After spending a couple of hours studying the barn, he had some good news: The damage wasn't as severe as first thought. The original estimate of $25,000 was way too high, and the actual contract would be for about $14,000. Hilker thinks it would have cost at least that much to raze and remove it.
"I've seen some a lot worse than this," crew leader Gary Krom said Tuesday. "There was one that was leaning 32 inches per 8 feet [of height]. This one was [leaning] only 6 inches."
Then there was a barn that was so wobbly it could tell you which way the wind was blowing.
Krom has been doing this work for Woodford Bros. for 18 years, so there is a comfort level he imparts to visitors as he works with confidence on the second story of a rickety barn that is actually moving as it is ratcheted into an upright position.
"First we'll get it plumb," he said, as crew members John Gowing and Ryan Mosher used a come-along to pull several cables taut across the width of the barn. "Then we'll put in the diagonals and brace the uprights."
Cables were attached to second-story posts, run diagonally through the floor and tied off at the bases of the first-floor posts on the opposite side. Once the cables were tightened to bring the barn upright, braces were installed.
If Krom is convinced by week's end that the bracing will stabilize the barn, the diagonal cables can be removed.
The barn may not be an architectural masterpiece, but its original portion was stronger than the addition. The original part, with its heavier lumber and better craftsmanship, was leaning hardly at all compared with the addition. Krom pointed out that the addition's interior posts were braced, rather than those in the exterior walls--a situation he was at a loss to explain.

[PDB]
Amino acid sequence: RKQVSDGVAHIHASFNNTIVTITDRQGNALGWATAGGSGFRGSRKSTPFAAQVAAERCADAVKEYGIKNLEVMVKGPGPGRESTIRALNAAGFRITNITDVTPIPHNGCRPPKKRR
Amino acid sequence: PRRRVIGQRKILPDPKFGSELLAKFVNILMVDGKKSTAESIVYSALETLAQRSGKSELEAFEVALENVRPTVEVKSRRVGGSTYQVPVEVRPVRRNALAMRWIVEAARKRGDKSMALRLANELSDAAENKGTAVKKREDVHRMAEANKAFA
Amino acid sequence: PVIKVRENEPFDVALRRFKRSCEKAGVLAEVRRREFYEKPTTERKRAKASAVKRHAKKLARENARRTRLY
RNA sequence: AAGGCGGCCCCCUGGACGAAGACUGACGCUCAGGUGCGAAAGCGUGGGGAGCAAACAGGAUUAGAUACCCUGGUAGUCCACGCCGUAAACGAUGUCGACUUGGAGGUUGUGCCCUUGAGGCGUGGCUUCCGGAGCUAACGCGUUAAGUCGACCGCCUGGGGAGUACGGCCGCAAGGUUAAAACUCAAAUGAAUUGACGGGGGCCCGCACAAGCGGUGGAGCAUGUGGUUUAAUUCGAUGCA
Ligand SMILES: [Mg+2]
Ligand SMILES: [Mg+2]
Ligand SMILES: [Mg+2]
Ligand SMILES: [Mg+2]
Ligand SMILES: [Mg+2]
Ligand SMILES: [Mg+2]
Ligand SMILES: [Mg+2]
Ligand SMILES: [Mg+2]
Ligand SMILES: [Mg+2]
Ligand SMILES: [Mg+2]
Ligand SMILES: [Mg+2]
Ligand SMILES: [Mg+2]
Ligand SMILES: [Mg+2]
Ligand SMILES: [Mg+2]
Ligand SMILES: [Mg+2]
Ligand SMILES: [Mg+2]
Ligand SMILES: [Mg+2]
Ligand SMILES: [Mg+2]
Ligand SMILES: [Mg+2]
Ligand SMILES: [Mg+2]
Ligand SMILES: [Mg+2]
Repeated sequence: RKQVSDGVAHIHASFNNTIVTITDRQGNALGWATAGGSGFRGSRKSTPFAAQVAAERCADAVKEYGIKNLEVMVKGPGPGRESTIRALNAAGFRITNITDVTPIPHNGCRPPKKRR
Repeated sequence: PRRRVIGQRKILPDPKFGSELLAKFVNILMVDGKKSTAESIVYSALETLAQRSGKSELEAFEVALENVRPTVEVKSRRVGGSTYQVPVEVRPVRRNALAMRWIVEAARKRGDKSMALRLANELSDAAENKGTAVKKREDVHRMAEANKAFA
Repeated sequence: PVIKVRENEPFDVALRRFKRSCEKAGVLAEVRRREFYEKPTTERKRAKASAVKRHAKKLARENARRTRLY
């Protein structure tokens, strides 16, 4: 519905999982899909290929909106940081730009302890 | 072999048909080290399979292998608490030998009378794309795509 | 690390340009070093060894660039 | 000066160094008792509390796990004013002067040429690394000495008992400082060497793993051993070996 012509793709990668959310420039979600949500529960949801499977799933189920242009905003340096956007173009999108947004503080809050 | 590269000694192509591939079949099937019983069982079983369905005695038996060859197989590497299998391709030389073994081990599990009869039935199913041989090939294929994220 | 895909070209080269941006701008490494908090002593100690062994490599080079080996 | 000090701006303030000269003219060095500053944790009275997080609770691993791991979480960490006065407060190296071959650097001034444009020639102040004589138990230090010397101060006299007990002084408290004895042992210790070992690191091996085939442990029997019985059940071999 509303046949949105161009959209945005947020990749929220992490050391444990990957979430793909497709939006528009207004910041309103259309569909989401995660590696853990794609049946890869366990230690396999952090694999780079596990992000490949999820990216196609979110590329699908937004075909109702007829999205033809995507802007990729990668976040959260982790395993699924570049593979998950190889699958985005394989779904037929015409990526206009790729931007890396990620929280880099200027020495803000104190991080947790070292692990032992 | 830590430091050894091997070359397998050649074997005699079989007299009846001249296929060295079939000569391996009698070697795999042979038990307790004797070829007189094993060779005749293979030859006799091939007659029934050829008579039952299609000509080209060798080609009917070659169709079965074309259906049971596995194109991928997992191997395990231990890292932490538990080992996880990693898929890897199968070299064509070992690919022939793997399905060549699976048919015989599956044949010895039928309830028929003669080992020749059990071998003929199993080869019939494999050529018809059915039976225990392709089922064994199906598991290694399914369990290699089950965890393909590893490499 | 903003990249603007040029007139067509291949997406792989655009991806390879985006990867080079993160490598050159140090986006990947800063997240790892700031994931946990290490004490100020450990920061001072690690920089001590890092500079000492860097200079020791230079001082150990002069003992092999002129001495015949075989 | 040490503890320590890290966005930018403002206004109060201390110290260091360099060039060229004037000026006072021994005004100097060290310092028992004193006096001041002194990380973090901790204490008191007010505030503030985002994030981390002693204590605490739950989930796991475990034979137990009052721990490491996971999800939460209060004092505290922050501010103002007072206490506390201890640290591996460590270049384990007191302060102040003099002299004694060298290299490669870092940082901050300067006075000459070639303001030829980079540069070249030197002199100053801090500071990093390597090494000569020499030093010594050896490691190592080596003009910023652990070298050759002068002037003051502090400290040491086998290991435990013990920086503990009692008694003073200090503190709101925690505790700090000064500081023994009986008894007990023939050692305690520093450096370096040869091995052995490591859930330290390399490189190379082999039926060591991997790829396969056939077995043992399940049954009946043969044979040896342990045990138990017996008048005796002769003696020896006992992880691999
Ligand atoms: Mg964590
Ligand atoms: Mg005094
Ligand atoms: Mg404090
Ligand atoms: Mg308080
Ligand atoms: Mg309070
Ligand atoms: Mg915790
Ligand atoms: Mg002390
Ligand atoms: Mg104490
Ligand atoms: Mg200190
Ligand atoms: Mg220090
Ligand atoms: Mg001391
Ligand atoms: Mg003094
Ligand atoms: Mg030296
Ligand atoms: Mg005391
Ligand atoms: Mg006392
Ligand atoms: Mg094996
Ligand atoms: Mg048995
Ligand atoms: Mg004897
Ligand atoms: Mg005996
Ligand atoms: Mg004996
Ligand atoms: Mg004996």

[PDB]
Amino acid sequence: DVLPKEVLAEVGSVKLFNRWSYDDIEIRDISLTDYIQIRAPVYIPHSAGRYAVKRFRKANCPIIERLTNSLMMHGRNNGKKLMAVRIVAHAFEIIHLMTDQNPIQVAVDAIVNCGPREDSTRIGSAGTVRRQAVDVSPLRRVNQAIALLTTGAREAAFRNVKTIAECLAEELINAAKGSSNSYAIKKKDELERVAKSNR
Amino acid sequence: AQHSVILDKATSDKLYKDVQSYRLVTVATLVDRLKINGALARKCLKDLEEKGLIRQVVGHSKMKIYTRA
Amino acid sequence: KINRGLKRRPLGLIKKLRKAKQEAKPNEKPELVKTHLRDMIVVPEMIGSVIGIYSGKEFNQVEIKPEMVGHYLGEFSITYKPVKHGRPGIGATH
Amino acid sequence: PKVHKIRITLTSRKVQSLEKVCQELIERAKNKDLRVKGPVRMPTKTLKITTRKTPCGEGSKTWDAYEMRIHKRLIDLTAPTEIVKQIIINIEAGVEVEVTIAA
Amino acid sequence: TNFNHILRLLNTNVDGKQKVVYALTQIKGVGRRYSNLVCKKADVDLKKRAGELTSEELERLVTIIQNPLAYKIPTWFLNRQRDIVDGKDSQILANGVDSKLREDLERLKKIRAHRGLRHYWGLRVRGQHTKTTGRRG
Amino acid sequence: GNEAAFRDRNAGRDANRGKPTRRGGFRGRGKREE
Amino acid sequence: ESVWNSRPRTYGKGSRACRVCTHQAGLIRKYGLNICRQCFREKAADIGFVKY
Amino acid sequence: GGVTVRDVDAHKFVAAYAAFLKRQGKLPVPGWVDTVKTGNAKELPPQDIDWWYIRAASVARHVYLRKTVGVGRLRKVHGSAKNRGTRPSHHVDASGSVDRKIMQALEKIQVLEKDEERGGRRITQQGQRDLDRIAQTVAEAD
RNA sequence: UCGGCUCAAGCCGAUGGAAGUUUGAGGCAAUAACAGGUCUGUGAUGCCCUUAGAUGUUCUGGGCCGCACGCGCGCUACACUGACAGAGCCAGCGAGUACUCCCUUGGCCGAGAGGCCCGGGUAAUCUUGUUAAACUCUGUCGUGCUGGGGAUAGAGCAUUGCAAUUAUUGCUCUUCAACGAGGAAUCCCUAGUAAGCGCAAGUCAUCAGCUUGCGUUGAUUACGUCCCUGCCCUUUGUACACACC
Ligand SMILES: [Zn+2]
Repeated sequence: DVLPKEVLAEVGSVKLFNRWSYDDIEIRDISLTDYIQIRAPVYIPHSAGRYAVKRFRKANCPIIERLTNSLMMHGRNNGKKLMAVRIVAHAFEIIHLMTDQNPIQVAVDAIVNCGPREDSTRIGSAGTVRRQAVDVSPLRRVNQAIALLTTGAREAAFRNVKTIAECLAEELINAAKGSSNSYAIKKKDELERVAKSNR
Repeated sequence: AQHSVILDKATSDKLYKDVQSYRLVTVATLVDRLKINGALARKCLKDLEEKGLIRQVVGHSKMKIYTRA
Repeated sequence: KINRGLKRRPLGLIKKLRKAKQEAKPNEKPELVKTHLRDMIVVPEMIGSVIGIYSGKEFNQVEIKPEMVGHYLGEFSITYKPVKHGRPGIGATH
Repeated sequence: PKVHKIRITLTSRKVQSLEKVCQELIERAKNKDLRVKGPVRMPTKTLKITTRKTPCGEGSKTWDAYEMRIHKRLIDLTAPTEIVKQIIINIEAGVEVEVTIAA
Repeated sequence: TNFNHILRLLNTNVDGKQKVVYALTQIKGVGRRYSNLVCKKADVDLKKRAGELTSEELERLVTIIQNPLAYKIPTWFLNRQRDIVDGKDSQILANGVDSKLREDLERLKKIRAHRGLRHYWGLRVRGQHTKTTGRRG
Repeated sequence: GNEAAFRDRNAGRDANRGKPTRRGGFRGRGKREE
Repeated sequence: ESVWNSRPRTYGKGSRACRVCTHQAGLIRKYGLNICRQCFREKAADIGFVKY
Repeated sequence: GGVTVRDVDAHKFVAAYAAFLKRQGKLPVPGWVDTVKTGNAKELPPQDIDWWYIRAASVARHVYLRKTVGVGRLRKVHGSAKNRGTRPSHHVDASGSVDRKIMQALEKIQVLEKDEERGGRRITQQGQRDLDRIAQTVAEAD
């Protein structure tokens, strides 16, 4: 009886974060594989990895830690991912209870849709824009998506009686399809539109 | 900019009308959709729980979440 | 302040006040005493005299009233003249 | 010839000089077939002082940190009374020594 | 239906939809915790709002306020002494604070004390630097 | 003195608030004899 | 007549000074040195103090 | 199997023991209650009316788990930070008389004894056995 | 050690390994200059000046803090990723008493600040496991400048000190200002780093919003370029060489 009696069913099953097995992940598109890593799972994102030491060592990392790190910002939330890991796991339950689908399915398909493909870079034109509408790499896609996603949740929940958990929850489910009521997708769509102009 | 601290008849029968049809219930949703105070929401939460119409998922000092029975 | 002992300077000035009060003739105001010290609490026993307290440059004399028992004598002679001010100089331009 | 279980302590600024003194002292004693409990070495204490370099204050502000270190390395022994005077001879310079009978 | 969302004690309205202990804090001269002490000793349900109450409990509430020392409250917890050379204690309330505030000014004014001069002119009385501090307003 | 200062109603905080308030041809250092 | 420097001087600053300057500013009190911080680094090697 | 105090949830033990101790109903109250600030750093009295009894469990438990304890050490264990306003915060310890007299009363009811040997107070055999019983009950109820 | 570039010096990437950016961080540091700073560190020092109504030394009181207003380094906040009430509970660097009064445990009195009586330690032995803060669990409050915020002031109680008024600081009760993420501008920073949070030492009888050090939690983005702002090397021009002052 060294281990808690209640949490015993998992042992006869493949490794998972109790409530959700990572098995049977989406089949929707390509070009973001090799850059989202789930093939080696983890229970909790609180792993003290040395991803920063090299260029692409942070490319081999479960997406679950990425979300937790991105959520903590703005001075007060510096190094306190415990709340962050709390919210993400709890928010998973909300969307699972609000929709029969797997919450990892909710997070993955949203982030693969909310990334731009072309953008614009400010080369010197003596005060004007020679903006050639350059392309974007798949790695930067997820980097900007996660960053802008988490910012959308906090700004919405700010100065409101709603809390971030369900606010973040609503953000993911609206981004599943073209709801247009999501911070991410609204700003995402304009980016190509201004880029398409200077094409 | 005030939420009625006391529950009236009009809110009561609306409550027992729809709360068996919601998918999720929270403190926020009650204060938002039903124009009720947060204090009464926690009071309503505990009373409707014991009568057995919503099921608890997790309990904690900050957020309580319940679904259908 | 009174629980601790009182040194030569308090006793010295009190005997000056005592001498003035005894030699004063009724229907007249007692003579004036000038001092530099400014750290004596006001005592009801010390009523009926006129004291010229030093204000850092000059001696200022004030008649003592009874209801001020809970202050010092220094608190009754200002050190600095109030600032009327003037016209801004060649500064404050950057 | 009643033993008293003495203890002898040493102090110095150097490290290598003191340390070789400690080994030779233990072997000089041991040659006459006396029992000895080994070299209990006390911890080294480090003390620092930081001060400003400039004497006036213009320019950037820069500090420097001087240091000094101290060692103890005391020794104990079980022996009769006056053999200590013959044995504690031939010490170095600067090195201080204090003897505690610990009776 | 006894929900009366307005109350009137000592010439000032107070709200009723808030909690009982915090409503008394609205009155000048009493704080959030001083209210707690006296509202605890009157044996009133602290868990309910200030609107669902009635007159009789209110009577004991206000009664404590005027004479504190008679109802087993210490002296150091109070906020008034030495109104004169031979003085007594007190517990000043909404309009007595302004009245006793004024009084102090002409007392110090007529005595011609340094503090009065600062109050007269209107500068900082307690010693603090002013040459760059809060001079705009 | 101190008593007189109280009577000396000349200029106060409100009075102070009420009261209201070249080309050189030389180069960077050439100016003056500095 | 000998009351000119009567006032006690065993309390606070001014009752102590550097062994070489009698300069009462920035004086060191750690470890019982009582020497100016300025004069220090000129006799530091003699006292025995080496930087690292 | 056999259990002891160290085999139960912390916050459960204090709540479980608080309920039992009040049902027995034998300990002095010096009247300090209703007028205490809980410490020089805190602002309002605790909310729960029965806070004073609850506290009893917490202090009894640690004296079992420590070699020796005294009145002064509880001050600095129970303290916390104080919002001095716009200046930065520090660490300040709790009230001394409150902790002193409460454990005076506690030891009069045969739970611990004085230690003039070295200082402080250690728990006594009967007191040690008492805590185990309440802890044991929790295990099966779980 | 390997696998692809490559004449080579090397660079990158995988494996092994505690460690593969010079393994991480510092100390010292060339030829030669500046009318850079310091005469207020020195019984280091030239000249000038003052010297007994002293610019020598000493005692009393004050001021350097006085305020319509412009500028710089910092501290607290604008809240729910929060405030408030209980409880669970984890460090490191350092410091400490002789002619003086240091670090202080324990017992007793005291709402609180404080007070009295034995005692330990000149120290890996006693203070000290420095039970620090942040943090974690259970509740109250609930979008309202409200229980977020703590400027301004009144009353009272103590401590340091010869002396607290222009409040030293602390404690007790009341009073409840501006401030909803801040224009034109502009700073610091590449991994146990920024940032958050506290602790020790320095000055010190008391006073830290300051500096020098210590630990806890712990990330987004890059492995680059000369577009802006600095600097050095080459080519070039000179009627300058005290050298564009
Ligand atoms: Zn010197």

In just a couple of hours, the cabling had straightened the old barn and it was ready for bracing. The contract also calls for the crew to remove the warped and rotted boards covering the front portion of the addition. Hilker will re-board the barn herself when the weather warms.
Hilker's plans for the barn are uncertain, but she'll think of something.
"The idea was to stabilize and preserve the barn for now. That was the important thing. We can decide what we're going to do with it later," she said.
Krom's crew is one of several Woodford Bros. has working in a territory that covers the nation's northeastern quadrant. Once they complete work in Hartwood today, Krom and his crew will take their panel truck and minivan back to Syracuse, in a region where snow is measured in feet, not inches. Then they're off to Rhode Island next week.
"We'll take all the work we can get around here," he said, despite the inclemency earlier this week. "This is nothing."